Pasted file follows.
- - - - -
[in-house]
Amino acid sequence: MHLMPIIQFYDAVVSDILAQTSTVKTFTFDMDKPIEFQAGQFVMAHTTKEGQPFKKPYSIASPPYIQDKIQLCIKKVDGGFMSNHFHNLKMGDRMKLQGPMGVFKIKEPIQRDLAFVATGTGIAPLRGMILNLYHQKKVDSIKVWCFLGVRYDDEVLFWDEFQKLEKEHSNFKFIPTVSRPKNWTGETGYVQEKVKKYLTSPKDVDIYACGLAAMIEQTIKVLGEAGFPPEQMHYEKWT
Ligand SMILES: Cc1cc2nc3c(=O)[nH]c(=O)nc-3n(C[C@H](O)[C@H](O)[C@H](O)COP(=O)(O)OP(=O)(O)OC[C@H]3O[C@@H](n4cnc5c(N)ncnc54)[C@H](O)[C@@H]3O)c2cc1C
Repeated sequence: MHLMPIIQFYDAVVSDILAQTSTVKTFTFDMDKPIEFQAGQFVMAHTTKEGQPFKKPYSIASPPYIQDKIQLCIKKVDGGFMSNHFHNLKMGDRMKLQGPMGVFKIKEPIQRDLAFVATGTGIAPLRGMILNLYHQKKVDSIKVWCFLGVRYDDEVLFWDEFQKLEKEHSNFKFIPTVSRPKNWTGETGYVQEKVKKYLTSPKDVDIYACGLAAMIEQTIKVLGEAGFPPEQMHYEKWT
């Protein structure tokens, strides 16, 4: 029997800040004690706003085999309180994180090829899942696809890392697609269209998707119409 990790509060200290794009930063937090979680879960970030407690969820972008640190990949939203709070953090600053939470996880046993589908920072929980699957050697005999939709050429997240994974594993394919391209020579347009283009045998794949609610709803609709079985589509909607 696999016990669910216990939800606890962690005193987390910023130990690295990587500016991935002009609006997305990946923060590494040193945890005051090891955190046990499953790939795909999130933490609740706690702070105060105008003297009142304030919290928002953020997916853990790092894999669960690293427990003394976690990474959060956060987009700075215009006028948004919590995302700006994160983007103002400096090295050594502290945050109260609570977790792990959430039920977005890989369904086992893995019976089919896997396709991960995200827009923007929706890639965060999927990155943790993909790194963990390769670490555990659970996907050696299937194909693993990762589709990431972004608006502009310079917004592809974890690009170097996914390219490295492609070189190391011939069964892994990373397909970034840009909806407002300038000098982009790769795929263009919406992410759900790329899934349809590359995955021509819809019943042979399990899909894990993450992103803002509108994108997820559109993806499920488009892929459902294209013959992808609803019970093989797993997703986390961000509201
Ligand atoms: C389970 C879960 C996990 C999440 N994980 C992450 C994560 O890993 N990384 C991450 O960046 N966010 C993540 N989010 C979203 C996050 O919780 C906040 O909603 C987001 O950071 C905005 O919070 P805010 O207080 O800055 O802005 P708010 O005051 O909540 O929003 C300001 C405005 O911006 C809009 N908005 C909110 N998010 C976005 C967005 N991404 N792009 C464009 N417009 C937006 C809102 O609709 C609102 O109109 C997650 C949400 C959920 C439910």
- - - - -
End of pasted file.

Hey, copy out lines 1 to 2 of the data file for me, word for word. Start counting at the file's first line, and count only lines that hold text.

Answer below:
[in-house]
Amino acid sequence: MHLMPIIQFYDAVVSDILAQTSTVKTFTFDMDKPIEFQAGQFVMAHTTKEGQPFKKPYSIASPPYIQDKIQLCIKKVDGGFMSNHFHNLKMGDRMKLQGPMGVFKIKEPIQRDLAFVATGTGIAPLRGMILNLYHQKKVDSIKVWCFLGVRYDDEVLFWDEFQKLEKEHSNFKFIPTVSRPKNWTGETGYVQEKVKKYLTSPKDVDIYACGLAAMIEQTIKVLGEAGFPPEQMHYEKWT